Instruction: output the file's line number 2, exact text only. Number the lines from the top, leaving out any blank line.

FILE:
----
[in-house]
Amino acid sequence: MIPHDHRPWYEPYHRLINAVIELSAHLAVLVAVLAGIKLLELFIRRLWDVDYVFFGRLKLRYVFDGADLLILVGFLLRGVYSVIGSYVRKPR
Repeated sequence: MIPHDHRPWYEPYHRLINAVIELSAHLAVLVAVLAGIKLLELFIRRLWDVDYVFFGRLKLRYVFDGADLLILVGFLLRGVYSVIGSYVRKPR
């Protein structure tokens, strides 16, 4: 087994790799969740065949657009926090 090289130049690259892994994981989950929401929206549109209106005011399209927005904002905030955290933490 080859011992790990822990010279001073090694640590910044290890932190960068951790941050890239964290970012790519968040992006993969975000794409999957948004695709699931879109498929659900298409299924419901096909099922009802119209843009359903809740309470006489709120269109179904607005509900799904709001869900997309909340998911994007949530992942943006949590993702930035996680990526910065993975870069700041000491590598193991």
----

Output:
Amino acid sequence: MIPHDHRPWYEPYHRLINAVIELSAHLAVLVAVLAGIKLLELFIRRLWDVDYVFFGRLKLRYVFDGADLLILVGFLLRGVYSVIGSYVRKPR